Steganography has gained a significant amount of press over the past several years when the technique hit the press as a possible method that many of the terrorists involved with the 9/11 attacks used to plan the operation. Similar to the use of encryption, steganography techniques have become one of the basic methods that organizations or individuals can keep information confidential for a given time frame. In many cases, although the technique can be deciphered or decrypted in a given time frame given sufficient resources, it can provide operational security for tasks that don’t require long-term privacy of the protected data.
What is Steganography?
Steganography is not a new technique for hiding information. It has been in existence since at least the times of ancient Rome and Greece. In this timeframe, one use of the method was to write on was that was poured onto the top of stone tablets. If the sender desired to further hide or obscure the message, they would scrape off the wax. The message would then be written directly onto the tablet with the wax poured on top of the real message. The sender could then write another message on the wax to hide the fact that the real information was directly on the tablet.
The definition of steganography; however, is method of writing in characters or ciphers who are not understood by anyone who does not have the key to the message. In the computer age, this definition has transformed into the act of hiding information or a message inside of a larger one where it cannot be detected. In recent years, the method has evolved to hiding a message inside of a multimedia file such as a MP4, MP3, or WAV formatted file.
Over the course of history, there have been a large number of techniques used for hiding data or messages. One of the early uses of the wax tablet methods mentioned earlier in this article was in ancient Greece. Demeratus had a need to let Sparta know that invasion of Greece by Xerxes was imminent. To ensure the message was not intercepted, he wrote the message on the wood beneath the wax and then covered them in wax a second time. Since the tablets appeared to be blank, they were able to pass a close inspection by sentries and make it to the intended recipients.
Another early use of stego was to tattoo images or messages on the shaved head(s) of messenger(s). Once the person’s hair grew back, the message would be able to be delivered to the intended recipient without being detected. Of course this early use was limited by the time it took for human hair to grow, and the limited amount of space on the human head.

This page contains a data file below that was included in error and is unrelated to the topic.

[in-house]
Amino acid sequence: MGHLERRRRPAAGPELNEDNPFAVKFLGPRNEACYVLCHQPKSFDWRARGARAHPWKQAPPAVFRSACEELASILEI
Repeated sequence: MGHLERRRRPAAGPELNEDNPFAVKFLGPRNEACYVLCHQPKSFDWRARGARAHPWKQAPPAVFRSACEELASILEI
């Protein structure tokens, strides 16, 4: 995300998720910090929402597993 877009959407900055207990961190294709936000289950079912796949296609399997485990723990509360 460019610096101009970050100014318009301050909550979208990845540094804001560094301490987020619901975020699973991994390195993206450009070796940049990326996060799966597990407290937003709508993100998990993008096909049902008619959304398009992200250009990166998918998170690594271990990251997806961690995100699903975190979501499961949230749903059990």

Throughout the 1800s and both World Wars, the use of invisible ink to hide messages became very commonplace. These inks allowed information to be overwritten on seemingly innocuous letter(s) that could only be read or seen when the ink was heated or placed under a special light. In this time, many of the invisible inks were created from one or more of the following ingredients: urine, fruit juice, vinegar, and milk. As technology continued to improve, the chemicals used to create invisible ink significantly grew in complexity requiring specialized chemicals to see the hidden data similar to the photograph development process.
In this same timeframe, null ciphers started to be used to hide unencrypted messages embedded within a traditional message. These became more popular due to encoded messages being blocked by filters put into place by adversaries. Typical null cipher use would use a pre-identified offset (ie the second letter in each word) to comprise the primary message for the intended recipient. An example use of the null cipher by German agents that used the second letter method was, “Apparently neutral’s protest is thoroughly discounted and ignored. Isman hard hit. Blockade issue affects pretext for embargo on by products, ejecting suets and vegetable oils.” When applying the null cipher technique, the hidden message included was, “Pershing sails from NY June 1.”
There were a number of stego techniques created in this timeframe that were able to deliver information without arousing suspicion. The Allies were able to discover that the Germans had developed microdot technology that was able to create an extremely small photograph (approximately the size of a period in a written sentence) that could contain a large amount of information without drawing attention. The first use was found on an envelope carried by German spy in 1941. The primary drawback to microdots is that once discovered, the information contained within the dot was not encrypted and could be viewed easily.
Due to the many methods intercepted during WW2, many Allied governments took action to prevent information from being sent using stego within their respective borders. Some of the measures taken included banning deliveries of flowers, crossword puzzles, and rewording letters being sent out of the country.
Another famous case of stego use in WW2 was that of the “Doll Woman” in New York City. Velvalee Dickinson was a Japanese spy during the war tasked with providing information regarding ship movements out of the city. In order to send her information to the Japanese, she would include letters in her doll orders (she ran a business that specialized in selling dolls) that were sent to neutral addresses in South America. These letters included stegotext that included encoded information regarding the ship movements. Once she was caught providing the information, the papers famously labeled her as the “Doll Woman.”